The second problem with the term “Weapons of Mass Destruction” is that it is actually linguistically incorrect. Even if we stick to the narrow definition of NBC/CBRN weapons, there is not actually much destruction with the B and the C (biological and chemical). If a weapon does not actually destroy anything, then why call it a weapon of destruction? Nuclear weapons clearly destroy things, and in a well-understood way. But the other categories of NBC/CBRN weapons usually do not. Biological weapons kill people, make them sick, or are injurious to agriculture, but they do not actually destroy anything. Smallpox and plague are quite deadly, but they do not destroy things. Anthrax spores might contaminate something for a long time, but there is a fundamental difference between contamination and destruction.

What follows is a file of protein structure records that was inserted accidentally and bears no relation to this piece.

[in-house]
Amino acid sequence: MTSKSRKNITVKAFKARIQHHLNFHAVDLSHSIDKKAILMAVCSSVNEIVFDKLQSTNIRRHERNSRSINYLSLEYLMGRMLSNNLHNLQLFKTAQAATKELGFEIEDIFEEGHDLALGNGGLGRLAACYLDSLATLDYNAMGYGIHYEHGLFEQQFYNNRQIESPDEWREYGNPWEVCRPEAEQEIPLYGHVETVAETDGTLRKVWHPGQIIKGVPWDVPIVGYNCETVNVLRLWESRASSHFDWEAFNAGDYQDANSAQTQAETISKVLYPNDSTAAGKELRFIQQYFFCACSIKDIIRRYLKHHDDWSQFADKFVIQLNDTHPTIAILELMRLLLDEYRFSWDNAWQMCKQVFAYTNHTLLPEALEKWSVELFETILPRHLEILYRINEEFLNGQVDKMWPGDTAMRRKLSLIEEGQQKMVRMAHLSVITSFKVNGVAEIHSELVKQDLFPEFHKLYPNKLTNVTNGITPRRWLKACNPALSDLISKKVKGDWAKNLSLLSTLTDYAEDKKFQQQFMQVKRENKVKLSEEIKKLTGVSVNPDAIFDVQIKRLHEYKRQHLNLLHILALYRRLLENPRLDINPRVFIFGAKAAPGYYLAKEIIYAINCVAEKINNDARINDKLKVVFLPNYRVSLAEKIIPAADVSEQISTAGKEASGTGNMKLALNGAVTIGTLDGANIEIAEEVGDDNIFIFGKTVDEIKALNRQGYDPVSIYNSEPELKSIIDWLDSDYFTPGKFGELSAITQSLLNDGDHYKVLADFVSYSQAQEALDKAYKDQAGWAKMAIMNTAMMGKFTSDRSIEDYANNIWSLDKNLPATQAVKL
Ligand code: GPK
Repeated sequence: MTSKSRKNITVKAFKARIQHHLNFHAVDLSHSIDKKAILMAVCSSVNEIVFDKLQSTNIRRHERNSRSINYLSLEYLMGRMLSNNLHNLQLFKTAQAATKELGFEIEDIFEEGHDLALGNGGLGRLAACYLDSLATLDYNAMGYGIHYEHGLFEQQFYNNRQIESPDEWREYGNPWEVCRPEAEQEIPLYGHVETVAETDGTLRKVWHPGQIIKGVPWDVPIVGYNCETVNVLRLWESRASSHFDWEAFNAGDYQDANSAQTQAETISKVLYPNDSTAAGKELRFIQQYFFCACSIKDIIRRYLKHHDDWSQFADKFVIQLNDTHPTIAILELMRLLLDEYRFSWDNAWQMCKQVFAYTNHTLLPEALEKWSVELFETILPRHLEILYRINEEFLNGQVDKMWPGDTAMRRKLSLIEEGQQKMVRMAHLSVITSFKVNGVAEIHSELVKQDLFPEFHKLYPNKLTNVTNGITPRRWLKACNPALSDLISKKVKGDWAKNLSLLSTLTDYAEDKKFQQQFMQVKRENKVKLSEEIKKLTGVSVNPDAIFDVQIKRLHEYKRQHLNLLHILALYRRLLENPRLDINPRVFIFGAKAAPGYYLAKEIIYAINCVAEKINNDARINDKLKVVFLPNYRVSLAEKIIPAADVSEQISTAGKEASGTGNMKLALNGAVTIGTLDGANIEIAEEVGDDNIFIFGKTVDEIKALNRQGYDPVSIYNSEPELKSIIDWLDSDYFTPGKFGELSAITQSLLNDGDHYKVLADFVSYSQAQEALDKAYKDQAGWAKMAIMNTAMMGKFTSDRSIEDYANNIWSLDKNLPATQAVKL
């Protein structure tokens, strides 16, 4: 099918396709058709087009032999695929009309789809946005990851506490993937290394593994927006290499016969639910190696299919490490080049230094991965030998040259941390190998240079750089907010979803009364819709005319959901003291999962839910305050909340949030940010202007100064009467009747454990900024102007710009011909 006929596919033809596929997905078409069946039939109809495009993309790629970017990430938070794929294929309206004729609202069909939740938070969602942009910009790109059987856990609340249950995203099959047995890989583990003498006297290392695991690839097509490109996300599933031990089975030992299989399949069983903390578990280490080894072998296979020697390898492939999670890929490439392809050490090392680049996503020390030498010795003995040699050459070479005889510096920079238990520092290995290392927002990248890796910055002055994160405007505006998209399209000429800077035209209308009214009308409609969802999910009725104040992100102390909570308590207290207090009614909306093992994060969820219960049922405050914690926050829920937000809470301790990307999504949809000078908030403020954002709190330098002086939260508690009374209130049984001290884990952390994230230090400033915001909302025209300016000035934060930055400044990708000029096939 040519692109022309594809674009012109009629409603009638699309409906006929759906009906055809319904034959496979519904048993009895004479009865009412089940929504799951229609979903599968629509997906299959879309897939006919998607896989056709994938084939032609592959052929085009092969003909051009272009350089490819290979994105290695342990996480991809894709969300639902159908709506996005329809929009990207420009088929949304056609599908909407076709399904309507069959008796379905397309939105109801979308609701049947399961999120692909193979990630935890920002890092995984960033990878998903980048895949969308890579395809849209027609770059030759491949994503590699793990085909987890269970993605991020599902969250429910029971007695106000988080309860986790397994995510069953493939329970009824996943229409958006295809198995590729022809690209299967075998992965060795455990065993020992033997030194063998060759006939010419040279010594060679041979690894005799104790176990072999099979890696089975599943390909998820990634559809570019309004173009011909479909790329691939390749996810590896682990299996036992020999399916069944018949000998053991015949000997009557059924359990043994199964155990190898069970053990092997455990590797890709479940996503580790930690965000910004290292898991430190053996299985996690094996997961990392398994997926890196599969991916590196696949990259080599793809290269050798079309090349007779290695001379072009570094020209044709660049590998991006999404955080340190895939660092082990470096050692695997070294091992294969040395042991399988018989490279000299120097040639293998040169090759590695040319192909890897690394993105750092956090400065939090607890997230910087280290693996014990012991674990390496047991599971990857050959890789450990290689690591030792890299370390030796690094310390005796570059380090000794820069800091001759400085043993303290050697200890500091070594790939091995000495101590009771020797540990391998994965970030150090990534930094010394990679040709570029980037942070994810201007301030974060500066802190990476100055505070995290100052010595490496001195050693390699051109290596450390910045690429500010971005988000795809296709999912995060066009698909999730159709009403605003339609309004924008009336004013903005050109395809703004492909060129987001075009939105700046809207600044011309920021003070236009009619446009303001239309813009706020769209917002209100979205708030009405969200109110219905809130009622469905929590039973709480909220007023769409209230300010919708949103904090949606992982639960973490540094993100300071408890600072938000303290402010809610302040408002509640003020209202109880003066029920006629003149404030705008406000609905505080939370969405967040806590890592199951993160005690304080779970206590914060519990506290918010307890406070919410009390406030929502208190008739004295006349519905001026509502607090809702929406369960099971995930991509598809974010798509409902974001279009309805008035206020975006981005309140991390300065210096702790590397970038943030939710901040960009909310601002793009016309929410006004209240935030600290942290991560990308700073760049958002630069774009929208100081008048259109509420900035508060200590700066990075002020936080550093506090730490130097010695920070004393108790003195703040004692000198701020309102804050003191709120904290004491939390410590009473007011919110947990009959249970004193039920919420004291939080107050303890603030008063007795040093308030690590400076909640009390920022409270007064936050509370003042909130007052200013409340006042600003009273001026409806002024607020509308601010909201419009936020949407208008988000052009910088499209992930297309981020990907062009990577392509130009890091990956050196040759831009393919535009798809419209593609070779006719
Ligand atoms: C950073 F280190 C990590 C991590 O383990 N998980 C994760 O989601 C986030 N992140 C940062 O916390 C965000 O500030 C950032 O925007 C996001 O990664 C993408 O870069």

A lot of chemical or biological weapons do not contaminate anything at all. Chemical warfare agents are not known for destroying anything either. Some toxic industrial chemicals might cause widespread destruction, but these are generally substances with flammable, explosive, reactive, and/or corrosive properties that actually make them unsuitable for use as chemical weapons in a military setting because they are as dangerous to their user as to their target. Much of Professor Holmes’ critique of the term falls under this broad heading, arguing on practical grounds that chemical weapons are not actually a huge problem in naval settings.